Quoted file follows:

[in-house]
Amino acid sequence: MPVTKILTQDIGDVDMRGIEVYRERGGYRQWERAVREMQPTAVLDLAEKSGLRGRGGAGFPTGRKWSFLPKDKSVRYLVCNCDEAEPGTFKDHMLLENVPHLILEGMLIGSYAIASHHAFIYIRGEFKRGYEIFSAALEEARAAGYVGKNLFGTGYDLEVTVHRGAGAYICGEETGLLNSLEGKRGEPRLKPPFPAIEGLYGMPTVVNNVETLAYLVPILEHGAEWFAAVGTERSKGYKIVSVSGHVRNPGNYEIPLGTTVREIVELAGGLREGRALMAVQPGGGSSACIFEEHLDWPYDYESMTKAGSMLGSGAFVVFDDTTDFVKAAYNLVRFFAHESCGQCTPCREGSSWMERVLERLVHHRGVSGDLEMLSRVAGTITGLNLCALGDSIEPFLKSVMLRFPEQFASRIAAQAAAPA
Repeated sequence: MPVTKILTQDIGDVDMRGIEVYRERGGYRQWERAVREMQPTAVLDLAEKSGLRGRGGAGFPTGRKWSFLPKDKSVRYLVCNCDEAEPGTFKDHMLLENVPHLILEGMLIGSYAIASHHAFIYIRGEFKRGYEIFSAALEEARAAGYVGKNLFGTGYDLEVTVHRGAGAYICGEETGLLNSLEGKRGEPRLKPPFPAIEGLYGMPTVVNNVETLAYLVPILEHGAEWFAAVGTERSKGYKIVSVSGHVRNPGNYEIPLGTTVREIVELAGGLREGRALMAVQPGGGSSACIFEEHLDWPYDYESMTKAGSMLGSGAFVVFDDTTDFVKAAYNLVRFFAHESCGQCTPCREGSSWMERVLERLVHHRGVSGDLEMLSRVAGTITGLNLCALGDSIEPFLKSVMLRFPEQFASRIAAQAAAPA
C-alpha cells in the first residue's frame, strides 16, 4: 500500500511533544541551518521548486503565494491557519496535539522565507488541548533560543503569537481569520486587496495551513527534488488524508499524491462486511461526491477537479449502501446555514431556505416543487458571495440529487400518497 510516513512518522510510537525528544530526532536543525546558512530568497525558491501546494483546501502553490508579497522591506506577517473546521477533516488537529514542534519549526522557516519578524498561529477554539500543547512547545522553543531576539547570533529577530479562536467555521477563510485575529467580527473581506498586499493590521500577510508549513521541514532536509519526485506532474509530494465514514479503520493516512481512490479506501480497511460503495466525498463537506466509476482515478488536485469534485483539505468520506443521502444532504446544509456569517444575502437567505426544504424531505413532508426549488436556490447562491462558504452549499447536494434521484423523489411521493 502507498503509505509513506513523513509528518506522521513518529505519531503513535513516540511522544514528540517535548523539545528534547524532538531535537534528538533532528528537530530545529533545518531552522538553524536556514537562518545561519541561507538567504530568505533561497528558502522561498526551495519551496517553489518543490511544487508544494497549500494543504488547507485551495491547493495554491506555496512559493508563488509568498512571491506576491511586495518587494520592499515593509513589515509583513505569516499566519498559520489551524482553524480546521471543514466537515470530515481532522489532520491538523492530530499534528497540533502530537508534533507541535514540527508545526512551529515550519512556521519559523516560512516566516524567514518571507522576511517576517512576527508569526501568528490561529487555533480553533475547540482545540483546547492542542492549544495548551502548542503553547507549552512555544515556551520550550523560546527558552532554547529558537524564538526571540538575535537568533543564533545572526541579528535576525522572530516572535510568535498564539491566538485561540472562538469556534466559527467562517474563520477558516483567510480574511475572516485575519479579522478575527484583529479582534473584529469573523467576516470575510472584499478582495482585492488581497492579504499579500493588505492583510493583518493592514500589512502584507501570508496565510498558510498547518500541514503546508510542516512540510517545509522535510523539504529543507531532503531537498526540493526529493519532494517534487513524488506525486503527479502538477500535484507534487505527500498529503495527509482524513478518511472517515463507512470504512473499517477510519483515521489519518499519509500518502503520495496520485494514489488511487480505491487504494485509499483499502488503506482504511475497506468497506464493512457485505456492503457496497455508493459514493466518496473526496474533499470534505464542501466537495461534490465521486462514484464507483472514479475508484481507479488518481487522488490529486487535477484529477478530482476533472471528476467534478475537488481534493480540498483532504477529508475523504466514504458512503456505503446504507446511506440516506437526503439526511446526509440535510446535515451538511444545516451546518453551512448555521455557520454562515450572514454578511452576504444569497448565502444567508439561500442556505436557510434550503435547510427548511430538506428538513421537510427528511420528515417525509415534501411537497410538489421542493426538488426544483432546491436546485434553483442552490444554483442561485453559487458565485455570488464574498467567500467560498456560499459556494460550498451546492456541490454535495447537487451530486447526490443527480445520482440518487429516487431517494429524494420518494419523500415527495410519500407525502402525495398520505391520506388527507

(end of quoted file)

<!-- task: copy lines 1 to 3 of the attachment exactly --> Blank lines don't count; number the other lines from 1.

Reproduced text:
[in-house]
Amino acid sequence: MPVTKILTQDIGDVDMRGIEVYRERGGYRQWERAVREMQPTAVLDLAEKSGLRGRGGAGFPTGRKWSFLPKDKSVRYLVCNCDEAEPGTFKDHMLLENVPHLILEGMLIGSYAIASHHAFIYIRGEFKRGYEIFSAALEEARAAGYVGKNLFGTGYDLEVTVHRGAGAYICGEETGLLNSLEGKRGEPRLKPPFPAIEGLYGMPTVVNNVETLAYLVPILEHGAEWFAAVGTERSKGYKIVSVSGHVRNPGNYEIPLGTTVREIVELAGGLREGRALMAVQPGGGSSACIFEEHLDWPYDYESMTKAGSMLGSGAFVVFDDTTDFVKAAYNLVRFFAHESCGQCTPCREGSSWMERVLERLVHHRGVSGDLEMLSRVAGTITGLNLCALGDSIEPFLKSVMLRFPEQFASRIAAQAAAPA
Repeated sequence: MPVTKILTQDIGDVDMRGIEVYRERGGYRQWERAVREMQPTAVLDLAEKSGLRGRGGAGFPTGRKWSFLPKDKSVRYLVCNCDEAEPGTFKDHMLLENVPHLILEGMLIGSYAIASHHAFIYIRGEFKRGYEIFSAALEEARAAGYVGKNLFGTGYDLEVTVHRGAGAYICGEETGLLNSLEGKRGEPRLKPPFPAIEGLYGMPTVVNNVETLAYLVPILEHGAEWFAAVGTERSKGYKIVSVSGHVRNPGNYEIPLGTTVREIVELAGGLREGRALMAVQPGGGSSACIFEEHLDWPYDYESMTKAGSMLGSGAFVVFDDTTDFVKAAYNLVRFFAHESCGQCTPCREGSSWMERVLERLVHHRGVSGDLEMLSRVAGTITGLNLCALGDSIEPFLKSVMLRFPEQFASRIAAQAAAPA